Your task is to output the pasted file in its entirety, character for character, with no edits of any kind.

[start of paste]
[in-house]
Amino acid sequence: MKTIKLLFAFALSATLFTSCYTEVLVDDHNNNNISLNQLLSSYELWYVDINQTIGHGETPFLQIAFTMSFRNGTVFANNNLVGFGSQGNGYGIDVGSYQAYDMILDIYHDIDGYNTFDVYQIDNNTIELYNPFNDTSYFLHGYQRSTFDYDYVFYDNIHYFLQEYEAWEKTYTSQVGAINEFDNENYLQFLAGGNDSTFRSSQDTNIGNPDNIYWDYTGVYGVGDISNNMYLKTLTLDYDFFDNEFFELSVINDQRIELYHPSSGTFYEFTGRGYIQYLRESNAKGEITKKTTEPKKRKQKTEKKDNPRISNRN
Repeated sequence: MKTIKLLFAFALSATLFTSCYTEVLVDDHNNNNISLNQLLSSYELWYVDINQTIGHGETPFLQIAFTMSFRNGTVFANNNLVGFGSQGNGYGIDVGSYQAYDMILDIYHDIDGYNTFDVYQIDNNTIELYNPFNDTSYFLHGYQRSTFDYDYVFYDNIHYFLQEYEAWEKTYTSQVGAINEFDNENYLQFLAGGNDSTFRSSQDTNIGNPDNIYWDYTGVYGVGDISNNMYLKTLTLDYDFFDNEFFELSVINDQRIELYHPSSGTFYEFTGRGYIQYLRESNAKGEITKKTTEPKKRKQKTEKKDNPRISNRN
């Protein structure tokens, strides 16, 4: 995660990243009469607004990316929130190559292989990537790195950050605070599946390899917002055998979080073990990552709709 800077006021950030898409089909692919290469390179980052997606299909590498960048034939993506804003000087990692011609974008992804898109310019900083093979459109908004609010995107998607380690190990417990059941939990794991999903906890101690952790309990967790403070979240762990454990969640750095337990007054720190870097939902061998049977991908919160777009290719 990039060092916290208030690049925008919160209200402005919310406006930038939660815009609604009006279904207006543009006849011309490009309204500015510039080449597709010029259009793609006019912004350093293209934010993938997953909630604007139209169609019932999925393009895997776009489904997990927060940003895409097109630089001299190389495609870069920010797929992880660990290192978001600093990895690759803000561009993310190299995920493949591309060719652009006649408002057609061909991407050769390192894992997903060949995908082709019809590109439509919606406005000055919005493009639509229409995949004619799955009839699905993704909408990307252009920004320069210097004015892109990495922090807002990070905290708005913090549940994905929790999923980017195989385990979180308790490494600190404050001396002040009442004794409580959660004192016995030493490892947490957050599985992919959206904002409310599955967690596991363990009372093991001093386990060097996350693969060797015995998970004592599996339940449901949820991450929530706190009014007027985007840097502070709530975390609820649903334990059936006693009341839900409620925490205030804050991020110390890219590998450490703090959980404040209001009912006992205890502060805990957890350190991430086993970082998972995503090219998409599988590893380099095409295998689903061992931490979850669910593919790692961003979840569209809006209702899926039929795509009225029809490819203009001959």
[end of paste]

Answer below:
[in-house]
Amino acid sequence: MKTIKLLFAFALSATLFTSCYTEVLVDDHNNNNISLNQLLSSYELWYVDINQTIGHGETPFLQIAFTMSFRNGTVFANNNLVGFGSQGNGYGIDVGSYQAYDMILDIYHDIDGYNTFDVYQIDNNTIELYNPFNDTSYFLHGYQRSTFDYDYVFYDNIHYFLQEYEAWEKTYTSQVGAINEFDNENYLQFLAGGNDSTFRSSQDTNIGNPDNIYWDYTGVYGVGDISNNMYLKTLTLDYDFFDNEFFELSVINDQRIELYHPSSGTFYEFTGRGYIQYLRESNAKGEITKKTTEPKKRKQKTEKKDNPRISNRN
Repeated sequence: MKTIKLLFAFALSATLFTSCYTEVLVDDHNNNNISLNQLLSSYELWYVDINQTIGHGETPFLQIAFTMSFRNGTVFANNNLVGFGSQGNGYGIDVGSYQAYDMILDIYHDIDGYNTFDVYQIDNNTIELYNPFNDTSYFLHGYQRSTFDYDYVFYDNIHYFLQEYEAWEKTYTSQVGAINEFDNENYLQFLAGGNDSTFRSSQDTNIGNPDNIYWDYTGVYGVGDISNNMYLKTLTLDYDFFDNEFFELSVINDQRIELYHPSSGTFYEFTGRGYIQYLRESNAKGEITKKTTEPKKRKQKTEKKDNPRISNRN
């Protein structure tokens, strides 16, 4: 995660990243009469607004990316929130190559292989990537790195950050605070599946390899917002055998979080073990990552709709 800077006021950030898409089909692919290469390179980052997606299909590498960048034939993506804003000087990692011609974008992804898109310019900083093979459109908004609010995107998607380690190990417990059941939990794991999903906890101690952790309990967790403070979240762990454990969640750095337990007054720190870097939902061998049977991908919160777009290719 990039060092916290208030690049925008919160209200402005919310406006930038939660815009609604009006279904207006543009006849011309490009309204500015510039080449597709010029259009793609006019912004350093293209934010993938997953909630604007139209169609019932999925393009895997776009489904997990927060940003895409097109630089001299190389495609870069920010797929992880660990290192978001600093990895690759803000561009993310190299995920493949591309060719652009006649408002057609061909991407050769390192894992997903060949995908082709019809590109439509919606406005000055919005493009639509229409995949004619799955009839699905993704909408990307252009920004320069210097004015892109990495922090807002990070905290708005913090549940994905929790999923980017195989385990979180308790490494600190404050001396002040009442004794409580959660004192016995030493490892947490957050599985992919959206904002409310599955967690596991363990009372093991001093386990060097996350693969060797015995998970004592599996339940449901949820991450929530706190009014007027985007840097502070709530975390609820649903334990059936006693009341839900409620925490205030804050991020110390890219590998450490703090959980404040209001009912006992205890502060805990957890350190991430086993970082998972995503090219998409599988590893380099095409295998689903061992931490979850669910593919790692961003979840569209809006209702899926039929795509009225029809490819203009001959």